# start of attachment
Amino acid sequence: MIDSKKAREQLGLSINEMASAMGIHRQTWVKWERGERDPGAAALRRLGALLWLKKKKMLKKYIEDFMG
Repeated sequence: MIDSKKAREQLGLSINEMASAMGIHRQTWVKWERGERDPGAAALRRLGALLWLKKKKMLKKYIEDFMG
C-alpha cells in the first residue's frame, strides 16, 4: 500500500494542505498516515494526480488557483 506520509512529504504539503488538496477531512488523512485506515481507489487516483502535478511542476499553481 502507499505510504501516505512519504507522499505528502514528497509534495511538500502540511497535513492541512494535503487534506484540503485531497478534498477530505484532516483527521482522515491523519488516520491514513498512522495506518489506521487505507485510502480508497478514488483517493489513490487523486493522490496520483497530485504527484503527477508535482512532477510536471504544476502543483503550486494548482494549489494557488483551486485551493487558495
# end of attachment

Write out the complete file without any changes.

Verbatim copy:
Amino acid sequence: MIDSKKAREQLGLSINEMASAMGIHRQTWVKWERGERDPGAAALRRLGALLWLKKKKMLKKYIEDFMG
Repeated sequence: MIDSKKAREQLGLSINEMASAMGIHRQTWVKWERGERDPGAAALRRLGALLWLKKKKMLKKYIEDFMG
C-alpha cells in the first residue's frame, strides 16, 4: 500500500494542505498516515494526480488557483 506520509512529504504539503488538496477531512488523512485506515481507489487516483502535478511542476499553481 502507499505510504501516505512519504507522499505528502514528497509534495511538500502540511497535513492541512494535503487534506484540503485531497478534498477530505484532516483527521482522515491523519488516520491514513498512522495506518489506521487505507485510502480508497478514488483517493489513490487523486493522490496520483497530485504527484503527477508535482512532477510536471504544476502543483503550486494548482494549489494557488483551486485551493487558495